Oliveira oldest of Portugal was born 3350 years ago

The construction of the Alqueva dam opened a unique opportunity for hundreds of trees to be felled and to test a dating method for the ancient olive trees.

A mixture of respect and perplexity are inevitable when you observe one of the oldest living beings in Portugal. It was recently dated as having the astonishing age of 3350 years, as you can read on the online page of the Institute for Conservation of Nature and Forests. It is an olive tree. Its shadow certainly welcomed Celts, Iberians, Lusitanians, Celtiberians, conios, Romans, Visigoths, Alans or Arabs who fed on the olives it produced. It is contemporary with Pharaoh Ramesses II and Moses (1250 BC).

He is still standing and producing olives in the parish of Mouriscas, Abrantes, revealing a vegetative state that allows him to add a few centuries to his so long existence if, however, man's actions do not reduce wood.

The date was scientifically proven in 2016 by Prof. José Penetra Louzada, professor at the University of Trás-os-Montes and Alto Douro (UTAD), who discovered the only method available to date old trees when their interior is hollow, as it is the case of millennial olive trees.

Since 2008, the year in which the patent was registered, UTAD "has already dated more than a hundred millennia old olive trees", he told the PUBLIC José Louzada. Among the examples observed, is the "Mouriscas tree that is among the oldest in the world", stresses the teacher. Prior to this copy, it was first in the Portuguese list "another olive tree in Santa Iria da Azoia, 2850 years old, which was in danger of being knocked down to extend a roundabout", he observes. The population moved to be dated and today the community is proud of its tree, which is no longer seen as a "hitch". There is no shortage of signs to mark the place to visitors.

The work on the Alqueva dam and the construction of motorways in the Alentejo was decisive for researching the new method of dating, stressing the need to "take down many hundreds of trees that were available for the study, for more than a decade of work. "

The two methods of dating until then were based on the identification and counting of the rings or the radiocarbon analysis of the wood formed in the first years of life. However, the observation involved damaging part of the logs. And none of them worked with the ancient olive trees because they were hollow. Louzada has developed a mathematical formula for its dating that does not damage the species and is based on growth patterns through measurements of the diameter, height and perimeter of the olive trees.

To be sure that the standard method for olive trees was correct, they requested the collaboration of the Technological and Nuclear Institute to date carbon 14, and it was found that "it coincided with 100%," the expert stressed.

Trees for sale

The challenge to obtain a new method that suited the olive trees was launched by Soares dos Reis, owner of a company selling millenary trees. At one time, when he intended to export copies abroad, he was confronted with the buyer's requirement for a tree age certificate issued by a credible and independent body.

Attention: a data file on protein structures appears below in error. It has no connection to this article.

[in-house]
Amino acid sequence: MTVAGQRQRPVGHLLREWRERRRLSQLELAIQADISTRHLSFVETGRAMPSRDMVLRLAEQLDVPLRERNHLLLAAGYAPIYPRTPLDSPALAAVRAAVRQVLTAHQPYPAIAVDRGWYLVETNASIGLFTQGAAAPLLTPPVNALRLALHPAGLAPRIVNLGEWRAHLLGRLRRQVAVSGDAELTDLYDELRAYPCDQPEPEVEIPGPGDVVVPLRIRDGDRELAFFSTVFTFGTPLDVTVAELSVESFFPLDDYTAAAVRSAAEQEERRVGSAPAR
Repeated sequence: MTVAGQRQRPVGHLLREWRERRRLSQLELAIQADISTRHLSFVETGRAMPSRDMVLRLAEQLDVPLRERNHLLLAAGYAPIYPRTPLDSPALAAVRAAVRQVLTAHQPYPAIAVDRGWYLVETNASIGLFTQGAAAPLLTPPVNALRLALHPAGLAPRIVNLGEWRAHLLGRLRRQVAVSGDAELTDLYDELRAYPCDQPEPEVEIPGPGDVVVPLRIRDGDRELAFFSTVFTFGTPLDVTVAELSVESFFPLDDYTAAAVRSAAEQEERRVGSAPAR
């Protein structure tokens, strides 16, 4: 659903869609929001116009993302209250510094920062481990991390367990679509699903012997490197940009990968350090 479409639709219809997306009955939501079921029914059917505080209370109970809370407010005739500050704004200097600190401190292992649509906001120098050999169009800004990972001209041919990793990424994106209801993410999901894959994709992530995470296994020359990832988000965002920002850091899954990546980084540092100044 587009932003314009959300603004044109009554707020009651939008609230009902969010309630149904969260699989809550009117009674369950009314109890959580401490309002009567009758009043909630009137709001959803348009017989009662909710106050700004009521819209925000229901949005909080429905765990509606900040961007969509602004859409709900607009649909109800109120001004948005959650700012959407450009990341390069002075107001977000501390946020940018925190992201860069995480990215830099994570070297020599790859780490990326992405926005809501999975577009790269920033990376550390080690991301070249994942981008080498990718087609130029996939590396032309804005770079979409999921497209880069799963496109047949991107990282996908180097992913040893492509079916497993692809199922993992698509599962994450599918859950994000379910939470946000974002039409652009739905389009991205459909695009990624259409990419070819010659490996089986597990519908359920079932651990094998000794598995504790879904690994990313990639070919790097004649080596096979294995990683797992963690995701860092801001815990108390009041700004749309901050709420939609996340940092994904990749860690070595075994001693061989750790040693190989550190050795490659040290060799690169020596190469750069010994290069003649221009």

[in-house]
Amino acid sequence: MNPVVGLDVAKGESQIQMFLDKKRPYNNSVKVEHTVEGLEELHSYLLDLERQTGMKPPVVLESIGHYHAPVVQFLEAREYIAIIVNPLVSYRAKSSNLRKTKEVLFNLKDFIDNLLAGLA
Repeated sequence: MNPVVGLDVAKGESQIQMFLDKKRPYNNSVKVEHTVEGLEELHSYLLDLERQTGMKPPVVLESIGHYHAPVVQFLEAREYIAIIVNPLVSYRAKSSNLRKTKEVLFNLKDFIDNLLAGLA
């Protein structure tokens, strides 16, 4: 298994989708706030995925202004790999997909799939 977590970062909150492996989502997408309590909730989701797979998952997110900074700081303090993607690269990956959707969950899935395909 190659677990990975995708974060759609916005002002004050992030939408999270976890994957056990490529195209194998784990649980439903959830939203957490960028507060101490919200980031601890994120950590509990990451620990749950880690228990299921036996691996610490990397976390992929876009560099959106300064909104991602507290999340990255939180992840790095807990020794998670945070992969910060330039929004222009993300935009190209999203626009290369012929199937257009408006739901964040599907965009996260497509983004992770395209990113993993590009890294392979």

"All the research, including the supply of copies for study, registration of the patent, everything was paid by my company," he told Soares dos Reis. The patent for this method is registered in the proportion of 50% for UTAD and 50% in the personal name of the entrepreneur.

Soares dos Reis says that he is connected to the transplanting of trees, especially olive trees, for more than 15 years. And it was to distinguish itself from the competition in this trade that funded the research of a new method of dating. "So I add a certificate of age to the olive tree sold to the client through a patented method that has only a margin of error of 2%," says Soares dos Reis, stressing the importance of building the Alqueva dam in this process and other public works. "They led to the uprooting of millions of olive trees that until that date were unthinkable to be removed," says the businessman, stressing that in this issue "were thousands of hundred-year-old and millenary trees whose destination would be destruction for firewood." restoration for sale as decorative trees of public and private gardens, wineries, wineries, golf courses, hotels "allowed thousands of olive trees to be saved." In relation to millenary trees he says he has negotiated "only a few dozen" to Spain, France and Dubai, essentially.

In fact, almost all of the millenary trees "are zambujeiros, also known as brave olive trees that have been grafted" to produce a larger fruit and thus obtain more volume of olive oil, says José Louzada, noting the "virtually infinite regeneration capacity" of this species.

It is obvious that the initial cells of an ancient olive tree "are not there, they have died many centuries ago, but there was a regeneration and in this way lives almost perpetually," he explains.

The olive tree of Mouriscas is originally a zambujeiro that was grafted and produces two qualities of olives. When it was suspected that it could be the oldest in Portugal, a group of citizens of this parish asked that the tree be dated and certified. The UTAD researcher, together with the company Oliveiras Milenares, collected the elements and was confirmed to be of the age of 3350 years. The certificate was awarded in September 2016.

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